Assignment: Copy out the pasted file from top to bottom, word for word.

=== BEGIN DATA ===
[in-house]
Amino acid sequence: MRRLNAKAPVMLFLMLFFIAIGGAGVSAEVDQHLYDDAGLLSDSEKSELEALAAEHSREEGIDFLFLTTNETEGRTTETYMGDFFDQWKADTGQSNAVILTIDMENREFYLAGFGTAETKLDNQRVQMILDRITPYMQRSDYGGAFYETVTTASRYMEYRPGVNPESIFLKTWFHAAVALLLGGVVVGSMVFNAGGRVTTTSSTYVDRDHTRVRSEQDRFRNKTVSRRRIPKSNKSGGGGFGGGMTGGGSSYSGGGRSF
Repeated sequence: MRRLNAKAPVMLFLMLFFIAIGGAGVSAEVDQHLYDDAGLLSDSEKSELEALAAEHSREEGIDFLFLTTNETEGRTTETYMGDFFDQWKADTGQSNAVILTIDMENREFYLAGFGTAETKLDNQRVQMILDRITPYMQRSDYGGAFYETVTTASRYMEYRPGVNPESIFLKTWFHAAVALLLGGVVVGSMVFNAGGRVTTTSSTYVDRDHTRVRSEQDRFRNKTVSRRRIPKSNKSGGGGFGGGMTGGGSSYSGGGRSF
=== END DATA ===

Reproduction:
[in-house]
Amino acid sequence: MRRLNAKAPVMLFLMLFFIAIGGAGVSAEVDQHLYDDAGLLSDSEKSELEALAAEHSREEGIDFLFLTTNETEGRTTETYMGDFFDQWKADTGQSNAVILTIDMENREFYLAGFGTAETKLDNQRVQMILDRITPYMQRSDYGGAFYETVTTASRYMEYRPGVNPESIFLKTWFHAAVALLLGGVVVGSMVFNAGGRVTTTSSTYVDRDHTRVRSEQDRFRNKTVSRRRIPKSNKSGGGGFGGGMTGGGSSYSGGGRSF
Repeated sequence: MRRLNAKAPVMLFLMLFFIAIGGAGVSAEVDQHLYDDAGLLSDSEKSELEALAAEHSREEGIDFLFLTTNETEGRTTETYMGDFFDQWKADTGQSNAVILTIDMENREFYLAGFGTAETKLDNQRVQMILDRITPYMQRSDYGGAFYETVTTASRYMEYRPGVNPESIFLKTWFHAAVALLLGGVVVGSMVFNAGGRVTTTSSTYVDRDHTRVRSEQDRFRNKTVSRRRIPKSNKSGGGGFGGGMTGGGSSYSGGGRSF